```
library(predtools)
library(magrittr)
library(dplyr)
#>
#> Attaching package: 'dplyr'
#> The following objects are masked from 'package:stats':
#>
#> filter, lag
#> The following objects are masked from 'package:base':
#>
#> intersect, setdiff, setequal, union
library(ggplot2)
```

In clinical prediction modeling, model updating refers to the practice of modifying a prediction model before it is used in a new setting to improve its performance. One of the simplest updating methods for risk predication models is a fixed odds-ratio transformation of predicted risks to improve the model’s calibration-in-the-large.

`interceptAdj`

function uses an approximate equation for recovering the conditional odds-ratio from the observed mean and predicted variance of risks in validation and development sets, respectively.

Imagine the variable y indicates risk of disease recurrence in a unit of time. We have a prediction model that quantifies this risk given a patient’s age, disease severity level, sex, and whether the patient has a comorbidity.

The package comes with two exemplary datasets. `dev_data`

and `val_data`

. We use the dev_data as the development sample and the `val_data`

as the external validation sample.

Model updating matters when there is a considerable difference between mean of the observed risks in development and validation sets. The average of y in the above two datasets are almost identical. Therefore, to have a meaningful scenario, we create a secondary (arbitrary) outcome (y_alt) in `val_data`

with a lower average (by ~ 50%).

y | y_alt | |
---|---|---|

Min. :0.0000 | Min. :0.00 | |

1st Qu.:0.0000 | 1st Qu.:0.00 | |

Median :0.0000 | Median :0.00 | |

Mean :0.2975 | Mean :0.12 | |

3rd Qu.:1.0000 | 3rd Qu.:0.00 | |

Max. :1.0000 | Max. :1.00 |

`dev_data`

has 500 rows. `val_data`

has 400 rows.

Here are the first few rows of `dev_data`

:

age | severity | sex | comorbidity | y |
---|---|---|---|---|

55 | 0 | 0 | 1 | 1 |

52 | 1 | 0 | 0 | 0 |

63 | 0 | 0 | 1 | 0 |

61 | 1 | 1 | 1 | 1 |

58 | 0 | 1 | 0 | 0 |

54 | 1 | 0 | 0 | 1 |

45 | 0 | 0 | 0 | 0 |

We use the development data to fit a logistic regression model as our risk prediction model:

```
reg<-glm(y~sex+age+severity+comorbidity,data=dev_data,family=binomial(link="logit"))
summary(reg)
#>
#> Call:
#> glm(formula = y ~ sex + age + severity + comorbidity, family = binomial(link = "logit"),
#> data = dev_data)
#>
#> Deviance Residuals:
#> Min 1Q Median 3Q Max
#> -1.2904 -0.8272 -0.6373 1.1570 2.1050
#>
#> Coefficients:
#> Estimate Std. Error z value Pr(>|z|)
#> (Intercept) -1.728929 0.565066 -3.060 0.00222 **
#> sex 0.557178 0.223631 2.492 0.01272 *
#> age 0.005175 0.010654 0.486 0.62717
#> severity -0.557335 0.227587 -2.449 0.01433 *
#> comorbidity 1.091936 0.209944 5.201 1.98e-07 ***
#> ---
#> Signif. codes: 0 '***' 0.001 '**' 0.01 '*' 0.05 '.' 0.1 ' ' 1
#>
#> (Dispersion parameter for binomial family taken to be 1)
#>
#> Null deviance: 602.15 on 499 degrees of freedom
#> Residual deviance: 560.41 on 495 degrees of freedom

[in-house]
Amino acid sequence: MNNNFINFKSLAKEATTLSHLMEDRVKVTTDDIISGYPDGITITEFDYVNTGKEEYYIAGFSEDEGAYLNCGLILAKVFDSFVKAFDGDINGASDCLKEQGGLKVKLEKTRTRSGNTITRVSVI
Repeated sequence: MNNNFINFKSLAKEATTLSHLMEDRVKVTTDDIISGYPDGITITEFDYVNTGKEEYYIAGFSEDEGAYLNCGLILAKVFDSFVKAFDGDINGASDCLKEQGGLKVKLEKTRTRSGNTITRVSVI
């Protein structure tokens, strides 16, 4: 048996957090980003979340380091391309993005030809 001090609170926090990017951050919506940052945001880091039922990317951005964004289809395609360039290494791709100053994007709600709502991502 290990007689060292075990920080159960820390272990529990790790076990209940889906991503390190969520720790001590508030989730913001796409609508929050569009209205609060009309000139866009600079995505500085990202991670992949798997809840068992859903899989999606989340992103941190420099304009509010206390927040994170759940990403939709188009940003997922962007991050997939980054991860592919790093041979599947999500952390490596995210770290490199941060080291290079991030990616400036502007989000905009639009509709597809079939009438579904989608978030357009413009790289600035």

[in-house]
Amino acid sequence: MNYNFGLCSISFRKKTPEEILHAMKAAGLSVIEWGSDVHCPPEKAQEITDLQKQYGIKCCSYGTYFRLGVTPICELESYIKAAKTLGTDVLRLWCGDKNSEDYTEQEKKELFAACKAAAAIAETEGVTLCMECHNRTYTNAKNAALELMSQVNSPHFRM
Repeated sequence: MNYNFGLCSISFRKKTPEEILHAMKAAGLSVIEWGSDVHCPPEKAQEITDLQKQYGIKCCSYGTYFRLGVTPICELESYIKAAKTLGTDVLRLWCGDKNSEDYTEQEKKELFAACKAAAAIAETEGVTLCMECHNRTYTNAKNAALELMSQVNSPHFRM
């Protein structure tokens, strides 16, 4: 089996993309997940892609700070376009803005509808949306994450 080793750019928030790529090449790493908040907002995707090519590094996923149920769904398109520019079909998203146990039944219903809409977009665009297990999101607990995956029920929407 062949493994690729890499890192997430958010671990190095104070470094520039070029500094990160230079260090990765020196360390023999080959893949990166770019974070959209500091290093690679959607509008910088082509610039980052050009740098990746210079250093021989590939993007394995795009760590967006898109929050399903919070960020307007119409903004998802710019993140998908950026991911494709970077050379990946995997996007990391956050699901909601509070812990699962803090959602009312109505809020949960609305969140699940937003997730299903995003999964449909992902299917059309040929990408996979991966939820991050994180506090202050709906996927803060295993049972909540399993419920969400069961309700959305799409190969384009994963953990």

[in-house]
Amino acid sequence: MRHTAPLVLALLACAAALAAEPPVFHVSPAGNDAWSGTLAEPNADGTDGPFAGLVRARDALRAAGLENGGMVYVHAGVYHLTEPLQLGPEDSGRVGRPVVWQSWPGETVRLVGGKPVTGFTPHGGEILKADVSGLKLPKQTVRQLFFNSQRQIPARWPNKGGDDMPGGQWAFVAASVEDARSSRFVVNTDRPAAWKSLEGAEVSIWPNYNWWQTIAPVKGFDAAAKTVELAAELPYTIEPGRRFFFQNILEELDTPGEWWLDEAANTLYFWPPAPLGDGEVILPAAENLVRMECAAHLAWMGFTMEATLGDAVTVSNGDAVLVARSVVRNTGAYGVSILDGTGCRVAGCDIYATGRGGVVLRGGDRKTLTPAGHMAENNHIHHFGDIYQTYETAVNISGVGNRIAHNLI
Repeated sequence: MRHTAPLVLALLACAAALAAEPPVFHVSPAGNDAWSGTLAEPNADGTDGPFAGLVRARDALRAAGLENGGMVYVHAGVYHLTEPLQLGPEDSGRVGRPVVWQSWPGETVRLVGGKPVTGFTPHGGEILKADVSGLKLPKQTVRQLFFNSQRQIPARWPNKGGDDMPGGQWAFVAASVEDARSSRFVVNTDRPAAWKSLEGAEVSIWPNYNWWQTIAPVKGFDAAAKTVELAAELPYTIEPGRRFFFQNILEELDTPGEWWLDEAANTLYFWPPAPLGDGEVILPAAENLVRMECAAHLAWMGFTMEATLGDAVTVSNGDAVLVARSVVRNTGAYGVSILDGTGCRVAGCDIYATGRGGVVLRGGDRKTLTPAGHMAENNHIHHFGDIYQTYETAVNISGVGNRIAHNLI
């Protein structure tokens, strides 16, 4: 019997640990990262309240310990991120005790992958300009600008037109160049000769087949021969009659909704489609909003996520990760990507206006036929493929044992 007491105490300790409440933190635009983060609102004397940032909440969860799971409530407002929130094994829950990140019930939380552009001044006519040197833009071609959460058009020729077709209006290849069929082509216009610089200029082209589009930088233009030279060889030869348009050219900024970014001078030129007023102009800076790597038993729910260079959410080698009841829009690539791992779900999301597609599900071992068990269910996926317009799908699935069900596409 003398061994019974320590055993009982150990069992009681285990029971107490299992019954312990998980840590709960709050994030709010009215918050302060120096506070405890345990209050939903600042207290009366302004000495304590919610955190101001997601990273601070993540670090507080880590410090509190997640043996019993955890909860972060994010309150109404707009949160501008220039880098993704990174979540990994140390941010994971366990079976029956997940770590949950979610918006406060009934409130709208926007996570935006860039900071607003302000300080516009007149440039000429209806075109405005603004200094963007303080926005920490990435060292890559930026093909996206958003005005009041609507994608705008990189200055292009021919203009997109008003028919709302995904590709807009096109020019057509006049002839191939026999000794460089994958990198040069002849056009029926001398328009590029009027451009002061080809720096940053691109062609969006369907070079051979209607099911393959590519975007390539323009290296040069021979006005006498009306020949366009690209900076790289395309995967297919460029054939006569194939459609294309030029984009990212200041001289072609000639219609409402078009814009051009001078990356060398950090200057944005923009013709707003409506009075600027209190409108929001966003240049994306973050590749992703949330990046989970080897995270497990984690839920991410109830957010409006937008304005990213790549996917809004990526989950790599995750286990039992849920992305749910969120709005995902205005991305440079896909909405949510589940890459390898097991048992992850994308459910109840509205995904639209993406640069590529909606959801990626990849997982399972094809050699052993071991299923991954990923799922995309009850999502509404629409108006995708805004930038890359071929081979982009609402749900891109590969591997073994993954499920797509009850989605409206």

#> AIC: 570.41
#>
#> Number of Fisher Scoring iterations: 4
```

Given this, our risk prediction model can be written as:

\(\bf{ logit(p)=-1.7289+0.5572*sex+0.0052*age-0.5573*severity+1.0919*comorbidity}\).

First, let’s see the calibration plot in development and validation datasets. We use `calibration_plot`

from our package to create calibration plots.

```
dev_data$pred <- predict.glm(reg, type = 'response')
val_data$pred <- predict.glm(reg, newdata = val_data, type = 'response')
calibration_plot(data = dev_data, obs = "y", pred = "pred", title = "Calibration plot for development data")
#> $calibration_plot
```

```
calibration_plot(data = val_data, obs = "y_alt", pred = "pred", y_lim = c(0, 0.6),
title = "Calibration plot for validation data")
#> $calibration_plot
```

To adjust the predicted risks for the validation set, we estimate the correction factor by using function `odds_adjust`

:

```
odds_correction_factor <- odds_adjust(p0 = mean(dev_data$y), p1 = mean(val_data$y_alt), v = var(dev_data$pred))
odds_correction_factor
#> [1] 0.3116119
```

We can now recalibrate the predictions and reproduce the calibration plot for the validation set.

```
dev_data$pred <- predict.glm(reg, type = 'response')
val_data$pred <- predict.glm(reg, newdata = val_data, type = 'response')
val_data$odds_adj <- (val_data$pred / (1 - val_data$pred)) * odds_correction_factor
val_data$pred_adj <- val_data$odds_adj / (1 + val_data$odds_adj)
val_data$id <- c(1 : nrow(val_data))
val_data_long <- reshape(data = val_data, direction = "long", varying = c("pred", "pred_adj"), v.name = "preds",
idvar = "id", timevar = "Method", times = c("Premitive", "Adjusted"))
calibration_plot(data = val_data, obs = "y_alt", pred = "pred_adj",
title = "Calibration plot for development data - after recalibration")
#> $calibration_plot
```

```
calibration_plot(data = val_data_long, obs = "y_alt", pred = "preds", group = "Method",
title = "Calibration plot for development data - before and after recalibration")
#> $calibration_plot
```